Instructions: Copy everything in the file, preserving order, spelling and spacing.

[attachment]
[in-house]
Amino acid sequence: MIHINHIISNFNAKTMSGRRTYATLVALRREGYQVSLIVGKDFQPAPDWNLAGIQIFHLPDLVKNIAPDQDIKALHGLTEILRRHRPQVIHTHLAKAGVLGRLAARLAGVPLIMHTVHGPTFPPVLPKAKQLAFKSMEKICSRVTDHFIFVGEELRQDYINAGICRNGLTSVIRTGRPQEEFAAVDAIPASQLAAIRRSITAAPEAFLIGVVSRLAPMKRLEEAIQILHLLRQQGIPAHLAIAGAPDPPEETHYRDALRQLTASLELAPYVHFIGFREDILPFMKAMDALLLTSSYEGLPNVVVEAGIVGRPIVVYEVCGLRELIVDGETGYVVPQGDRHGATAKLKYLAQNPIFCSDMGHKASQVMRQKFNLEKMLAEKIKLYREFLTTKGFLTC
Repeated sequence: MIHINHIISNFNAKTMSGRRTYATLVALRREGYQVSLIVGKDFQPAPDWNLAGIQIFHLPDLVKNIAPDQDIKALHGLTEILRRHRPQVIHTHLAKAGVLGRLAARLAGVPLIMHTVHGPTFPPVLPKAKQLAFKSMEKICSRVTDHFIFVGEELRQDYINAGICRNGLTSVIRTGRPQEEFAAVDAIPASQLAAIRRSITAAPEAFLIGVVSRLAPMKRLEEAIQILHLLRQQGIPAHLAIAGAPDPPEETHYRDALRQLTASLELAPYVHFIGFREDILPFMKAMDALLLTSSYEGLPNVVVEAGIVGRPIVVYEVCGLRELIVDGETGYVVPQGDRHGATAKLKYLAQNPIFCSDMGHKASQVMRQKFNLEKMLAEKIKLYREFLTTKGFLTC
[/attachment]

[in-house]
Amino acid sequence: MIHINHIISNFNAKTMSGRRTYATLVALRREGYQVSLIVGKDFQPAPDWNLAGIQIFHLPDLVKNIAPDQDIKALHGLTEILRRHRPQVIHTHLAKAGVLGRLAARLAGVPLIMHTVHGPTFPPVLPKAKQLAFKSMEKICSRVTDHFIFVGEELRQDYINAGICRNGLTSVIRTGRPQEEFAAVDAIPASQLAAIRRSITAAPEAFLIGVVSRLAPMKRLEEAIQILHLLRQQGIPAHLAIAGAPDPPEETHYRDALRQLTASLELAPYVHFIGFREDILPFMKAMDALLLTSSYEGLPNVVVEAGIVGRPIVVYEVCGLRELIVDGETGYVVPQGDRHGATAKLKYLAQNPIFCSDMGHKASQVMRQKFNLEKMLAEKIKLYREFLTTKGFLTC
Repeated sequence: MIHINHIISNFNAKTMSGRRTYATLVALRREGYQVSLIVGKDFQPAPDWNLAGIQIFHLPDLVKNIAPDQDIKALHGLTEILRRHRPQVIHTHLAKAGVLGRLAARLAGVPLIMHTVHGPTFPPVLPKAKQLAFKSMEKICSRVTDHFIFVGEELRQDYINAGICRNGLTSVIRTGRPQEEFAAVDAIPASQLAAIRRSITAAPEAFLIGVVSRLAPMKRLEEAIQILHLLRQQGIPAHLAIAGAPDPPEETHYRDALRQLTASLELAPYVHFIGFREDILPFMKAMDALLLTSSYEGLPNVVVEAGIVGRPIVVYEVCGLRELIVDGETGYVVPQGDRHGATAKLKYLAQNPIFCSDMGHKASQVMRQKFNLEKMLAEKIKLYREFLTTKGFLTC